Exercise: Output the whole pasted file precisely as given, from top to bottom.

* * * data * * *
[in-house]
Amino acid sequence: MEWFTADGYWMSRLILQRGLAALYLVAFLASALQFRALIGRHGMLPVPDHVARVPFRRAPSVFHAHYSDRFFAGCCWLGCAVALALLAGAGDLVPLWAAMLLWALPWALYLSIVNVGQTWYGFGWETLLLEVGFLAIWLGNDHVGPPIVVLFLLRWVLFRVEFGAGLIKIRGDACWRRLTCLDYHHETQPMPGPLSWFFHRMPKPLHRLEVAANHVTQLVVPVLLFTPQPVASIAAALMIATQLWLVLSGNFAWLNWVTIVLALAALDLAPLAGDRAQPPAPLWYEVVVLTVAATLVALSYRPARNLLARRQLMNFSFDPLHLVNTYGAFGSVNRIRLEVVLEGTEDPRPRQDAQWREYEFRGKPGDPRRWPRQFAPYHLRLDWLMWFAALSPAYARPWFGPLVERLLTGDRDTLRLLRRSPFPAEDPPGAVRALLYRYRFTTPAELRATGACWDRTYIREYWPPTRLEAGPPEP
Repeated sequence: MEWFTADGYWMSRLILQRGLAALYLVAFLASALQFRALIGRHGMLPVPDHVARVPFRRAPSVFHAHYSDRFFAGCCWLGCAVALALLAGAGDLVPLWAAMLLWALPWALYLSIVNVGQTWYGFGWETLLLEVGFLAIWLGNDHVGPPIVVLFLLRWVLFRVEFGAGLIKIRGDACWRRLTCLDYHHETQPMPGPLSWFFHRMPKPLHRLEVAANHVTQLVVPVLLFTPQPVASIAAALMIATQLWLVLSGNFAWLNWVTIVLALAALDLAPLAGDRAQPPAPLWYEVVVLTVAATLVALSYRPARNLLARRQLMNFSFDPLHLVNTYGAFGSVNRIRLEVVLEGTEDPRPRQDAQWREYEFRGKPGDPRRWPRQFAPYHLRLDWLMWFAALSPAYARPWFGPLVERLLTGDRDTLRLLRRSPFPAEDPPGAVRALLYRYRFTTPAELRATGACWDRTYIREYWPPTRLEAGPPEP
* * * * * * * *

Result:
[in-house]
Amino acid sequence: MEWFTADGYWMSRLILQRGLAALYLVAFLASALQFRALIGRHGMLPVPDHVARVPFRRAPSVFHAHYSDRFFAGCCWLGCAVALALLAGAGDLVPLWAAMLLWALPWALYLSIVNVGQTWYGFGWETLLLEVGFLAIWLGNDHVGPPIVVLFLLRWVLFRVEFGAGLIKIRGDACWRRLTCLDYHHETQPMPGPLSWFFHRMPKPLHRLEVAANHVTQLVVPVLLFTPQPVASIAAALMIATQLWLVLSGNFAWLNWVTIVLALAALDLAPLAGDRAQPPAPLWYEVVVLTVAATLVALSYRPARNLLARRQLMNFSFDPLHLVNTYGAFGSVNRIRLEVVLEGTEDPRPRQDAQWREYEFRGKPGDPRRWPRQFAPYHLRLDWLMWFAALSPAYARPWFGPLVERLLTGDRDTLRLLRRSPFPAEDPPGAVRALLYRYRFTTPAELRATGACWDRTYIREYWPPTRLEAGPPEP
Repeated sequence: MEWFTADGYWMSRLILQRGLAALYLVAFLASALQFRALIGRHGMLPVPDHVARVPFRRAPSVFHAHYSDRFFAGCCWLGCAVALALLAGAGDLVPLWAAMLLWALPWALYLSIVNVGQTWYGFGWETLLLEVGFLAIWLGNDHVGPPIVVLFLLRWVLFRVEFGAGLIKIRGDACWRRLTCLDYHHETQPMPGPLSWFFHRMPKPLHRLEVAANHVTQLVVPVLLFTPQPVASIAAALMIATQLWLVLSGNFAWLNWVTIVLALAALDLAPLAGDRAQPPAPLWYEVVVLTVAATLVALSYRPARNLLARRQLMNFSFDPLHLVNTYGAFGSVNRIRLEVVLEGTEDPRPRQDAQWREYEFRGKPGDPRRWPRQFAPYHLRLDWLMWFAALSPAYARPWFGPLVERLLTGDRDTLRLLRRSPFPAEDPPGAVRALLYRYRFTTPAELRATGACWDRTYIREYWPPTRLEAGPPEP